Officials turn to the introduction of art spaces at the Bund to keep historical buildings relevant
Two art galleries will be unveiled in buildings along the Bund this June as part of efforts to preserve heritage architecture while bringing historical relics closer to the masses.
Located at 18 and 27 East Zhongshan No 1 Road, the galleries would be exhibiting high-end oil paintings and admission would be free, said Gong Deqing, chairman of Shanghai Jiushi Group, the company responsible for the management of historical buildings on the Bund.
"We've talked much about the protection of such historical buildings in recent years. At the same time, we also need to find new solutions to empower them with novel functions in order to keep them alive," Gong was quoted as saying by Shanghai-based Jiefang Daily.
"The current layout of luxury stores occupying the front row of buildings on the Bund gives the impression that the area is exclusive for a small group of people, but the Bund should belong to everyone. More members of the public should be walking into, not just around, these buildings to appreciate them," he said.
According to the municipal government's master plan to turn Shanghai into a global city and a modern cosmopolis by 2035, authorities will expand on the protection of historical and cultural buildings and strive to preserve architecture, spatial patterns and neighborhood landscapes that would fully reflect the geographical and cultural characteristics of the city in the past.
Some experts suggested that city officials draw on the experience of foreign counterparts. Tu Haiming, a member of the Shanghai People's Political Consultative Conference, pointed out that countries such as France and Germany have mature practices with regard to the preservation of historical buildings that Shanghai can learn from.
He noted that the rejuvenation of old residential areas in Germany largely involved the introduction of new public facilities. In France, he said, about 40,000 historical buildings are protected at a national level according to a law enacted in 1913.
The French government is also responsible for footing the bulk of costs associated with the maintenance of such buildings.
"In 1943, France introduced laws pertaining to the protection of the surroundings of historical monuments. It stipulated that the protection area is not only the monument itself but also the area within a 30-meter radius around it," said Tu, who is also president and general manager of Shanghai Hodoor Real Estate Development Company.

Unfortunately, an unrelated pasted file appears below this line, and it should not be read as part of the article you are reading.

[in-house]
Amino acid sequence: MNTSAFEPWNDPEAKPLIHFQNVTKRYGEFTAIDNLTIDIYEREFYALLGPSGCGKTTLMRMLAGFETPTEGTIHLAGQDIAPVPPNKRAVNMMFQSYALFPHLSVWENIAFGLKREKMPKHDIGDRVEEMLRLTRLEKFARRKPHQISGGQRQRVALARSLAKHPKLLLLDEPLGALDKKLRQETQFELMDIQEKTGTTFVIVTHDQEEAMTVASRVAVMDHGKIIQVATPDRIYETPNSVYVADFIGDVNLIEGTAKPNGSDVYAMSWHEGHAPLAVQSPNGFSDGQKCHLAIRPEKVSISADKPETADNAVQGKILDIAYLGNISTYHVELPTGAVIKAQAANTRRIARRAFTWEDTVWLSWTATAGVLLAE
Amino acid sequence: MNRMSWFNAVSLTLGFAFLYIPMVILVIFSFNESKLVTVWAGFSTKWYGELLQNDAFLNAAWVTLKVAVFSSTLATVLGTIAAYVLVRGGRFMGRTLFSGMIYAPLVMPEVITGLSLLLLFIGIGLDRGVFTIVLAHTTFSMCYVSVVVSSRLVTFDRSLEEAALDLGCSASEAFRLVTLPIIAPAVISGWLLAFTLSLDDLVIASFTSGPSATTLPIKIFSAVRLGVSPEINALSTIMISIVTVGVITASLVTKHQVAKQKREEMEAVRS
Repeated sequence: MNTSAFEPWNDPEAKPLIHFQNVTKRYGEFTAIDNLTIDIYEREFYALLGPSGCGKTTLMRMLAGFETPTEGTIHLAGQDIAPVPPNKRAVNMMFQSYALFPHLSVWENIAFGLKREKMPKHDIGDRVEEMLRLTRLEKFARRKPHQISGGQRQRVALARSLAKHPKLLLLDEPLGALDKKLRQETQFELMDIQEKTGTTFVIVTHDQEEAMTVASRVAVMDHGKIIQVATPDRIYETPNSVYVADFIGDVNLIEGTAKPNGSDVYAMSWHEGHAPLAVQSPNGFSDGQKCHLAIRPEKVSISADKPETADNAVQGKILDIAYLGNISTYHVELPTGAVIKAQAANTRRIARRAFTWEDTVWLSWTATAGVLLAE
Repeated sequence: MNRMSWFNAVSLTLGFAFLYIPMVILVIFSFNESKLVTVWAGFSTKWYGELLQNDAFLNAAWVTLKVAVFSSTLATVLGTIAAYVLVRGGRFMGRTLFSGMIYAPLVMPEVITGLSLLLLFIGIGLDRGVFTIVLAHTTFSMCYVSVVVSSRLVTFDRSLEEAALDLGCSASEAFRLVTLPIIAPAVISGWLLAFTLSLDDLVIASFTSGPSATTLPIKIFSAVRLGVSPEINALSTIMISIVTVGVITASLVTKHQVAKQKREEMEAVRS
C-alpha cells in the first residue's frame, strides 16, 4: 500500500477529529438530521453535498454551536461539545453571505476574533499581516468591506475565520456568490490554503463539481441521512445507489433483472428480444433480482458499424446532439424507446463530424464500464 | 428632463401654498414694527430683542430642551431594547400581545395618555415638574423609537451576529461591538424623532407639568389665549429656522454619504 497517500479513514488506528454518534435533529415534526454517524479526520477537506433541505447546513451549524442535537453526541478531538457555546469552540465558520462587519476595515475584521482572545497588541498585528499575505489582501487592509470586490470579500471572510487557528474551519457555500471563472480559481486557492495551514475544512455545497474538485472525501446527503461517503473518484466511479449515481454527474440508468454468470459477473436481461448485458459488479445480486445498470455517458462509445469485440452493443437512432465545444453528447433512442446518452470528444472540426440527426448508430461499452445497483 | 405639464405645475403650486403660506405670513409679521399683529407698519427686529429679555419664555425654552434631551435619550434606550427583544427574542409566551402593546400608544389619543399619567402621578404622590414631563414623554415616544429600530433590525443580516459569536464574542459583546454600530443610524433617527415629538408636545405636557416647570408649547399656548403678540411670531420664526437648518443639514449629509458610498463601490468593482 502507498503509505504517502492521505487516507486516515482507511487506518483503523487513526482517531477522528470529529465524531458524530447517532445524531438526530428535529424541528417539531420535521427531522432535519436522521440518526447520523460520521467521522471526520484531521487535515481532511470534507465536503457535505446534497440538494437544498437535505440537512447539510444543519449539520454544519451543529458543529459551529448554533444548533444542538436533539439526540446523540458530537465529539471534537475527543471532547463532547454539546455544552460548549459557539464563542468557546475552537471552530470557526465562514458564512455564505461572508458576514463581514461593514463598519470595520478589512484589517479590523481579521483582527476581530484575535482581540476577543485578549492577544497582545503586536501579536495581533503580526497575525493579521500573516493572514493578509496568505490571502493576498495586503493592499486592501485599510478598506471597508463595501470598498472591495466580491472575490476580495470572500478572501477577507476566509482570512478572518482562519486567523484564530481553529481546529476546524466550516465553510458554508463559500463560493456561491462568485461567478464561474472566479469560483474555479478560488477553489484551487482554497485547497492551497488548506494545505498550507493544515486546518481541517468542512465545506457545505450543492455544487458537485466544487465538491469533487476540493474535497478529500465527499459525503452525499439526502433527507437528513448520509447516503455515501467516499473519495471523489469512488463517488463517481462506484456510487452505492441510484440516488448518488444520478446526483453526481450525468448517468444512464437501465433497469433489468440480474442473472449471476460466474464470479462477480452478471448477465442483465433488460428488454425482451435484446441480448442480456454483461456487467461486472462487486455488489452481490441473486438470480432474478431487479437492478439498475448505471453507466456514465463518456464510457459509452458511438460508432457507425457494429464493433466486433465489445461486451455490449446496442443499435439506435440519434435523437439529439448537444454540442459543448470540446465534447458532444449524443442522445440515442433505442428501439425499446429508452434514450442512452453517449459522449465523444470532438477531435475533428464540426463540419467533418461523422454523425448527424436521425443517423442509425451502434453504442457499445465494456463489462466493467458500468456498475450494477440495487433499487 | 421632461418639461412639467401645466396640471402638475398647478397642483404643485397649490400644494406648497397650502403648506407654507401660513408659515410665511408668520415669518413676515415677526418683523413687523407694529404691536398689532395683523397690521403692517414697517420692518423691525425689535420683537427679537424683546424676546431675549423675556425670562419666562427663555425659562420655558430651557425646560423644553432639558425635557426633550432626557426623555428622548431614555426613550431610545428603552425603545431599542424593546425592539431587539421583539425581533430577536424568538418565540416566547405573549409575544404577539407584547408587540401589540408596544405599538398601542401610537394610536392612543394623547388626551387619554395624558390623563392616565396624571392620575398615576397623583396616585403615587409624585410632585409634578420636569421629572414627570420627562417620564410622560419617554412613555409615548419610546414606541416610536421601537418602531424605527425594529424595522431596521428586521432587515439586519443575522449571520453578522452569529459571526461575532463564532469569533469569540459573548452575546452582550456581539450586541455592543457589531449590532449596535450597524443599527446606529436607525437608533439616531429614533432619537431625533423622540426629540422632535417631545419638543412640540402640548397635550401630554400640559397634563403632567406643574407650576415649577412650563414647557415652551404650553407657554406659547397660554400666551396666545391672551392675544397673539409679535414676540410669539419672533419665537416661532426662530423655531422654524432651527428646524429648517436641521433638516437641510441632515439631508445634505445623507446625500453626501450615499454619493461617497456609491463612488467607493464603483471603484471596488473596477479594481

"When the country further extended the concept of cultural heritage to its old towns in 1962, all the old towns that were deemed as valuable were included in the areas for historical protection and brought under strict urban management. Dismantling and repairs of the buildings are subjected to assessment and approval of a national-level panel of experts. As far as I know, France spent an annual average of 305 million euros ($376 million) on the restoration of the historical architectures," he added.
Latest statistics from the Shanghai Municipal Housing and Urban-rural Development Commission show that the city has roughly 25 million square meters of historical buildings that have been around for more than 30 years. More than one-third of these buildings are old Shanghai-style residential houses located in traditional alleys, including old villas and shikumen homes.
Apart from protecting the facade of heritage buildings, authorities should also improve living conditions by creating independent kitchens and bathrooms and increasing space for each household, said political advisor Ye Guohui.
Pan Xiangli, a local political advisor and writer, suggested that the protection efforts could also be extended to people. She expressed hope that urban management authorities could adopt a more tolerant attitude toward vendors selling gardenias and white orchids who are not impeding traffic.
"Shanghai has a long history of having such vendors. They are a part of authentic Shanghai life and visitors should be given a chance to experience this," she said.